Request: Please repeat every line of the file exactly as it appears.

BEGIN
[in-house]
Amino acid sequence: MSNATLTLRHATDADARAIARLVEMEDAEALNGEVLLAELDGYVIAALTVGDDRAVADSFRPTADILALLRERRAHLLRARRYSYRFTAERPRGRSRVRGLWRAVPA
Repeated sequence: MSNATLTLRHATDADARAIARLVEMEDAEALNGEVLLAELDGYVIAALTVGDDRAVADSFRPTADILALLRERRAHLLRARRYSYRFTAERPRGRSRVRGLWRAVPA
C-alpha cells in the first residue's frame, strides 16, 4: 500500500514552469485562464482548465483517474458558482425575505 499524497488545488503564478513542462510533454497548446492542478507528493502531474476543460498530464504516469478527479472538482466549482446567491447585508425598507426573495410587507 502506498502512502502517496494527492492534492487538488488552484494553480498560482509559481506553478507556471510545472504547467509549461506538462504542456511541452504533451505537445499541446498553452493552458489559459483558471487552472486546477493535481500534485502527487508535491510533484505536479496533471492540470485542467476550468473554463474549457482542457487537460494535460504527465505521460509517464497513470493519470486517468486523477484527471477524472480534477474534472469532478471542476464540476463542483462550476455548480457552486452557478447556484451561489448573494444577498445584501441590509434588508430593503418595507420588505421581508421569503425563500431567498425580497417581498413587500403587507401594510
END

[in-house]
Amino acid sequence: MSNATLTLRHATDADARAIARLVEMEDAEALNGEVLLAELDGYVIAALTVGDDRAVADSFRPTADILALLRERRAHLLRARRYSYRFTAERPRGRSRVRGLWRAVPA
Repeated sequence: MSNATLTLRHATDADARAIARLVEMEDAEALNGEVLLAELDGYVIAALTVGDDRAVADSFRPTADILALLRERRAHLLRARRYSYRFTAERPRGRSRVRGLWRAVPA
C-alpha cells in the first residue's frame, strides 16, 4: 500500500514552469485562464482548465483517474458558482425575505 499524497488545488503564478513542462510533454497548446492542478507528493502531474476543460498530464504516469478527479472538482466549482446567491447585508425598507426573495410587507 502506498502512502502517496494527492492534492487538488488552484494553480498560482509559481506553478507556471510545472504547467509549461506538462504542456511541452504533451505537445499541446498553452493552458489559459483558471487552472486546477493535481500534485502527487508535491510533484505536479496533471492540470485542467476550468473554463474549457482542457487537460494535460504527465505521460509517464497513470493519470486517468486523477484527471477524472480534477474534472469532478471542476464540476463542483462550476455548480457552486452557478447556484451561489448573494444577498445584501441590509434588508430593503418595507420588505421581508421569503425563500431567498425580497417581498413587500403587507401594510